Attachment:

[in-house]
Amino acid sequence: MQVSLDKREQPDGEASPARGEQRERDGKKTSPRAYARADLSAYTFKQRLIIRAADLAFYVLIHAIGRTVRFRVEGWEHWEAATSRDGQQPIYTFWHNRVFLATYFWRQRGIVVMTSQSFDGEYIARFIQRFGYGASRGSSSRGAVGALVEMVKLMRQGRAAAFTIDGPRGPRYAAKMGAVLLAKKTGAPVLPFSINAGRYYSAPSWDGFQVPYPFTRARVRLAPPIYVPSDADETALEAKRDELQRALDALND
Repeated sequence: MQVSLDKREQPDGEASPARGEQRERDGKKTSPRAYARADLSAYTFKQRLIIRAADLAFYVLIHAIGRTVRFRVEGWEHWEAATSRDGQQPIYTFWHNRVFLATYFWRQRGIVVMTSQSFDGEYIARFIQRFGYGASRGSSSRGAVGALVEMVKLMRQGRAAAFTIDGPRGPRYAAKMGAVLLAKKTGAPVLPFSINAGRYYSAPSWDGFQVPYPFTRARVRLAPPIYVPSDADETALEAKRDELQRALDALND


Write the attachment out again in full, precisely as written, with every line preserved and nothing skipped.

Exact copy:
[in-house]
Amino acid sequence: MQVSLDKREQPDGEASPARGEQRERDGKKTSPRAYARADLSAYTFKQRLIIRAADLAFYVLIHAIGRTVRFRVEGWEHWEAATSRDGQQPIYTFWHNRVFLATYFWRQRGIVVMTSQSFDGEYIARFIQRFGYGASRGSSSRGAVGALVEMVKLMRQGRAAAFTIDGPRGPRYAAKMGAVLLAKKTGAPVLPFSINAGRYYSAPSWDGFQVPYPFTRARVRLAPPIYVPSDADETALEAKRDELQRALDALND
Repeated sequence: MQVSLDKREQPDGEASPARGEQRERDGKKTSPRAYARADLSAYTFKQRLIIRAADLAFYVLIHAIGRTVRFRVEGWEHWEAATSRDGQQPIYTFWHNRVFLATYFWRQRGIVVMTSQSFDGEYIARFIQRFGYGASRGSSSRGAVGALVEMVKLMRQGRAAAFTIDGPRGPRYAAKMGAVLLAKKTGAPVLPFSINAGRYYSAPSWDGFQVPYPFTRARVRLAPPIYVPSDADETALEAKRDELQRALDALND